Monday, November 2, 2015

Apparently It's Time For New Curtains

I'm not much for following trends.  I prefer to decorate once, and be done with it.  When we built the house at this little place here, and I painted the interior top to bottom (yes, yes I did, we cut the painter out of the construction budget and  since I have some artistic talents that include a little dabbling in painting, I volunteered to paint the whole blasted house).  Once I had primed and painted every room, every closet, every stairwell, and stained every door, window trim, and the wooden edge on my kitchen counter top, I declared that I had used colors I liked and did not plan to repaint the house ever.  Ever. No matter how long we lived here (at that time, our estimate was 15 years or so). Not even for resale.  Whomever bought it could paint things whatever color they liked, I wasn't going to repaint just to please someone else.

I have a similar line of thought on curtains.  I don't plan to change the style, color, etc, every handful of years (or decade). Not every window in this house has curtains yet, and that's because I haven't made (or purchased if I can't make) the ones I want for that room yet.

So,  when I made a set of curtains for the master bathroom a year or two after we moved in, I didn't think that I would ever change the window treatment in there.

Until a few weeks ago, when I was doing a semi-annual deep cleaning of the master bath, and washed the curtains.  When I took them out of the washer and hung them on the clothesline to dry, I found out I would indeed be getting new curtains.

um, this curtain didn't look like this going into the wash

definitely not going to be putting this one back on the window 

I guess the fabric, which had originally been a bed sheet, had sun rotted after all those years of hanging in the window.  

I would have to dig through my stash of top sheets and find one to make a new set of curtains with.  You see, when I have a set of sheets that the bottom sheet wears out on, rather than throw away the pillow cases and top sheet too, I save them to use the fabric for other projects.  There is a whole lot of fabric in a king sized sheet.

It took me a few weeks to actually get around to digging through my stash, but I finally got that new pair of curtains made today.  It was pretty easy.  They aren't anything fancy.

(And I forgot to take pictures of the process).  

But all I did was measure the window top to bottom and side to side, to refresh my memory on how big the curtains needed to be. Then I added two inches to the length for hemming.  I didn't add anything to the sides, because I wanted my curtains to be 'bunchy', so extra fabric on the sides was a good thing.

After that,  I chose the sheet I wanted to use, and folded it in half side to side (matching the left and right edges from top to bottom).  From there, I measured down from the bottom of the doubled over part that makes up the decorative top edge of the sheet, to the length I wanted my curtains to be.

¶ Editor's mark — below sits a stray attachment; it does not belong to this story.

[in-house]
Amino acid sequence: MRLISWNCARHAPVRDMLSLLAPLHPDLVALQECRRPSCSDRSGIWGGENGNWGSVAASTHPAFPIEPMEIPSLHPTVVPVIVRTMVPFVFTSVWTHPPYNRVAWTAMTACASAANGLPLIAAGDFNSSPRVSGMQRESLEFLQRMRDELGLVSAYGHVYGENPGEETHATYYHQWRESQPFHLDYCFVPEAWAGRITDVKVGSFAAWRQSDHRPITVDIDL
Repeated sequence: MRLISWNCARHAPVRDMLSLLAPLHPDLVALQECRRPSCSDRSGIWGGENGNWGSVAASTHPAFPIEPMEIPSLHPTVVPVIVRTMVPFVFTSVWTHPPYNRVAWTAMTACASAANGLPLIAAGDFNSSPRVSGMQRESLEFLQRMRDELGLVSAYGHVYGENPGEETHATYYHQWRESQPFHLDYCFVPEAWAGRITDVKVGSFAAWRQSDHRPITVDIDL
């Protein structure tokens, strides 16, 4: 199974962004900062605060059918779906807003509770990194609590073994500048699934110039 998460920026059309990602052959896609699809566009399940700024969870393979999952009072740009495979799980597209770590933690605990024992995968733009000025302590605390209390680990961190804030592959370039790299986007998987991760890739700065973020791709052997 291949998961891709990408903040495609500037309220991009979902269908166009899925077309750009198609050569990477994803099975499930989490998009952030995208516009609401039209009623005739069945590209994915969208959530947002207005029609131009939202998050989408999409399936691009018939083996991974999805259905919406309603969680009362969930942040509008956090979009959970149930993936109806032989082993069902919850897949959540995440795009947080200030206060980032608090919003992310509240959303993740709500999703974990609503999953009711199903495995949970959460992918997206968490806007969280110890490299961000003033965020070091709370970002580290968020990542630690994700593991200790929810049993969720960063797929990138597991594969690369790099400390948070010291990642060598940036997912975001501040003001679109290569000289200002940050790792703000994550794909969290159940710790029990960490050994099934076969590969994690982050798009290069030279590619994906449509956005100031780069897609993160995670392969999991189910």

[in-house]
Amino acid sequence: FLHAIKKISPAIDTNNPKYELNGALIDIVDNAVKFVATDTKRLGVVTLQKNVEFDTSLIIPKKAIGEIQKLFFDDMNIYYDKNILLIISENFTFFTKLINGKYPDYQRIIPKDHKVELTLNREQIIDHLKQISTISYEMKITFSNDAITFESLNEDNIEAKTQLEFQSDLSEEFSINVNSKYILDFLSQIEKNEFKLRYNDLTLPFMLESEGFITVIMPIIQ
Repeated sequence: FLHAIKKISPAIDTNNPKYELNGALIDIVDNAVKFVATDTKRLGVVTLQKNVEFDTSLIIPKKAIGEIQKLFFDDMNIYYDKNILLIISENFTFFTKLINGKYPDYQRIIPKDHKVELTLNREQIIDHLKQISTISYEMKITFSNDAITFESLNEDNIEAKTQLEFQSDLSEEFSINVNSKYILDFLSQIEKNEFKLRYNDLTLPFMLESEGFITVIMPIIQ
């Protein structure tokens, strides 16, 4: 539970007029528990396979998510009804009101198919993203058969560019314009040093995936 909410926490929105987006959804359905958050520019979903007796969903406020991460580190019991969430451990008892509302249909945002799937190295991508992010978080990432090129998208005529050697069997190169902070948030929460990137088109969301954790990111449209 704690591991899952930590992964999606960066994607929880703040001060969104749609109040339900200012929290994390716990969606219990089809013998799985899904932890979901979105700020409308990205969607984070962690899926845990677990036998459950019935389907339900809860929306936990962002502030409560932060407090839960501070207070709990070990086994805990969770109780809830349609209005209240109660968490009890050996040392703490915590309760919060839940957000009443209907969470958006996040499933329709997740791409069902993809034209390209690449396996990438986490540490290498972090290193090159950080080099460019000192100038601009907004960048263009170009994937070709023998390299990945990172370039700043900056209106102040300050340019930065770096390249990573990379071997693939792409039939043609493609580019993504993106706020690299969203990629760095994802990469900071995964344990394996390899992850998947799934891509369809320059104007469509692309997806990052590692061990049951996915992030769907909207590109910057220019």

Hope that makes sense.  In other words, I didn't start my length measurement at the very top edge of the sheet, but about 4-5" down from the top, where the stitching is.  I made this measurement in several spots, putting a light pencil mark at each one, then used a yard stick to draw a line connecting those dots.  Following the line with my fabric scissors, I cut the sheet off at that length. 

Then I carefully cut up the fold, to make my left curtain and right curtain the exact same width. Again, side to side measurement didn't matter because, since I was using a king sized sheet, I knew I had more than enough fabric there to cover the width of the window.

Now that I had my two pieces to work with, I basted a line 1/2" from the bottom on each piece.  Then, like when making my hankies, I folded under and pressed along that line.  Unlike the hankies, I folded a second time, to conceal the cut edge.  Then I stitched this hem down about 1/4" from the bottom on the 'curtain'.

After the bottoms were hemmed, I made a similar hem on the cut side-edge of each piece. Each piece had one original side hem from the sheet, and I matched the size of that hem, which was 3/8".  If you want to make curtains using this method, measure the existing side hem on the sheet you are using, and make the other hem to match.

Now that all the cut edges were finished, it was time to make the rod pocket.  I wanted to make mine with a little ruffly part on top, so I folded that decorative finished edge at the top of the sheet on the line of stitching that was there.  Then I sewed that down about  3/8" from the part that used to be the top edge.  Turning my curtain so that the new top edge lined up with the right edge of the foot plate on my sewing machine, I sewed another line of stitching.  This creates the rod pocket with the ruffle above it.  If you don't want yours ruffly on top, just skip this second row of stitching.

A quick ironing of each piece, and my new curtains were ready to hang.

(Funky lighting in the picture, the walls aren't peachy, they are beige.  And the curtain isn't white, it's pale green with stripes. Although, peachy doesn't look too bad; I might have to reconsider my stance on painting. . . )